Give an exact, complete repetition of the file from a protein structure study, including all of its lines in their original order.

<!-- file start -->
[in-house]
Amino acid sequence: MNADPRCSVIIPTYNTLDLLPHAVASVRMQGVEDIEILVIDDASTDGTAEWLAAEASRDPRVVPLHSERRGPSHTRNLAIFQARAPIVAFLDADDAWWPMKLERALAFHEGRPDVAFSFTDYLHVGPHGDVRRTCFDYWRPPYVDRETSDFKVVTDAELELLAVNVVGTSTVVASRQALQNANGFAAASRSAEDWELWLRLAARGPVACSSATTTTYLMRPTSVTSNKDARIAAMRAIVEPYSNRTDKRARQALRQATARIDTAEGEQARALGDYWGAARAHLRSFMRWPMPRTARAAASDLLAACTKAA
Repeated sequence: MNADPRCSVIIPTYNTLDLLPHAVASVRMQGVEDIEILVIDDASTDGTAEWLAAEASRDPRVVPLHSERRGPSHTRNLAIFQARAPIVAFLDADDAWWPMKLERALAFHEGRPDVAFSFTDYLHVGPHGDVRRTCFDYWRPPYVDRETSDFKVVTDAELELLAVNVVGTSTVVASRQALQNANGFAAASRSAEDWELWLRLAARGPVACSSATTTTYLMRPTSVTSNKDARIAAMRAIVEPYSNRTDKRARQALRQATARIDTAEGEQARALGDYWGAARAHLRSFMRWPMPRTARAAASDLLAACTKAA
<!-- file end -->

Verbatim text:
[in-house]
Amino acid sequence: MNADPRCSVIIPTYNTLDLLPHAVASVRMQGVEDIEILVIDDASTDGTAEWLAAEASRDPRVVPLHSERRGPSHTRNLAIFQARAPIVAFLDADDAWWPMKLERALAFHEGRPDVAFSFTDYLHVGPHGDVRRTCFDYWRPPYVDRETSDFKVVTDAELELLAVNVVGTSTVVASRQALQNANGFAAASRSAEDWELWLRLAARGPVACSSATTTTYLMRPTSVTSNKDARIAAMRAIVEPYSNRTDKRARQALRQATARIDTAEGEQARALGDYWGAARAHLRSFMRWPMPRTARAAASDLLAACTKAA
Repeated sequence: MNADPRCSVIIPTYNTLDLLPHAVASVRMQGVEDIEILVIDDASTDGTAEWLAAEASRDPRVVPLHSERRGPSHTRNLAIFQARAPIVAFLDADDAWWPMKLERALAFHEGRPDVAFSFTDYLHVGPHGDVRRTCFDYWRPPYVDRETSDFKVVTDAELELLAVNVVGTSTVVASRQALQNANGFAAASRSAEDWELWLRLAARGPVACSSATTTTYLMRPTSVTSNKDARIAAMRAIVEPYSNRTDKRARQALRQATARIDTAEGEQARALGDYWGAARAHLRSFMRWPMPRTARAAASDLLAACTKAA